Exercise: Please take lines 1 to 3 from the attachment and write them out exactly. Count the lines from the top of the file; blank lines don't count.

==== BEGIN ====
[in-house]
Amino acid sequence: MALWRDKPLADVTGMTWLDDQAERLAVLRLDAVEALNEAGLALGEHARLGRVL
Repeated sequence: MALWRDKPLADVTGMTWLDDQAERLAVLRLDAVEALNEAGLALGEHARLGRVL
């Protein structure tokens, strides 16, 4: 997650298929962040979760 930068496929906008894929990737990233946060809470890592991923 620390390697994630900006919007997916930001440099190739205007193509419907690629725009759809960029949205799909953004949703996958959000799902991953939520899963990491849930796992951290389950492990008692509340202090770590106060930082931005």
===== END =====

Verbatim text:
[in-house]
Amino acid sequence: MALWRDKPLADVTGMTWLDDQAERLAVLRLDAVEALNEAGLALGEHARLGRVL
Repeated sequence: MALWRDKPLADVTGMTWLDDQAERLAVLRLDAVEALNEAGLALGEHARLGRVL